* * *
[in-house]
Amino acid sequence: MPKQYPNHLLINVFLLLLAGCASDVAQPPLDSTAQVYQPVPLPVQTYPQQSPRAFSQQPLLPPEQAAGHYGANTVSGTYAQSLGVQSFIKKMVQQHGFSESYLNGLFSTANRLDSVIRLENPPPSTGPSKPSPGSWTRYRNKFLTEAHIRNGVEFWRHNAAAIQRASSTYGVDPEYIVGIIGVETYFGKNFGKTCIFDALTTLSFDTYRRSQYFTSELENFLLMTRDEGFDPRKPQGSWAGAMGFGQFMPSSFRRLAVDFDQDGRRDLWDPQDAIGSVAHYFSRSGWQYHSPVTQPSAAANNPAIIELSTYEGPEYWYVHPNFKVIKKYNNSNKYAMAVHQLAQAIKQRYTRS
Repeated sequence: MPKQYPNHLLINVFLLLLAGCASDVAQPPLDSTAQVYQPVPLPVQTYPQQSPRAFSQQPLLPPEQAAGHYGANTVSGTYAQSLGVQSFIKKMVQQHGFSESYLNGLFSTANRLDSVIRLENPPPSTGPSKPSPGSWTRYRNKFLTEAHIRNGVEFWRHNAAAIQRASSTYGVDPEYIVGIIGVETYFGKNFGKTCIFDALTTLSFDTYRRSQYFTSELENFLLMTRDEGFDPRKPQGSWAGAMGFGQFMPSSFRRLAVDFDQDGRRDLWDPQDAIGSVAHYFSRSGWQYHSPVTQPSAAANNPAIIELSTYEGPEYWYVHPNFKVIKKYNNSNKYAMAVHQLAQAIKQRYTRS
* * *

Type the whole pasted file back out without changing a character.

[in-house]
Amino acid sequence: MPKQYPNHLLINVFLLLLAGCASDVAQPPLDSTAQVYQPVPLPVQTYPQQSPRAFSQQPLLPPEQAAGHYGANTVSGTYAQSLGVQSFIKKMVQQHGFSESYLNGLFSTANRLDSVIRLENPPPSTGPSKPSPGSWTRYRNKFLTEAHIRNGVEFWRHNAAAIQRASSTYGVDPEYIVGIIGVETYFGKNFGKTCIFDALTTLSFDTYRRSQYFTSELENFLLMTRDEGFDPRKPQGSWAGAMGFGQFMPSSFRRLAVDFDQDGRRDLWDPQDAIGSVAHYFSRSGWQYHSPVTQPSAAANNPAIIELSTYEGPEYWYVHPNFKVIKKYNNSNKYAMAVHQLAQAIKQRYTRS
Repeated sequence: MPKQYPNHLLINVFLLLLAGCASDVAQPPLDSTAQVYQPVPLPVQTYPQQSPRAFSQQPLLPPEQAAGHYGANTVSGTYAQSLGVQSFIKKMVQQHGFSESYLNGLFSTANRLDSVIRLENPPPSTGPSKPSPGSWTRYRNKFLTEAHIRNGVEFWRHNAAAIQRASSTYGVDPEYIVGIIGVETYFGKNFGKTCIFDALTTLSFDTYRRSQYFTSELENFLLMTRDEGFDPRKPQGSWAGAMGFGQFMPSSFRRLAVDFDQDGRRDLWDPQDAIGSVAHYFSRSGWQYHSPVTQPSAAANNPAIIELSTYEGPEYWYVHPNFKVIKKYNNSNKYAMAVHQLAQAIKQRYTRS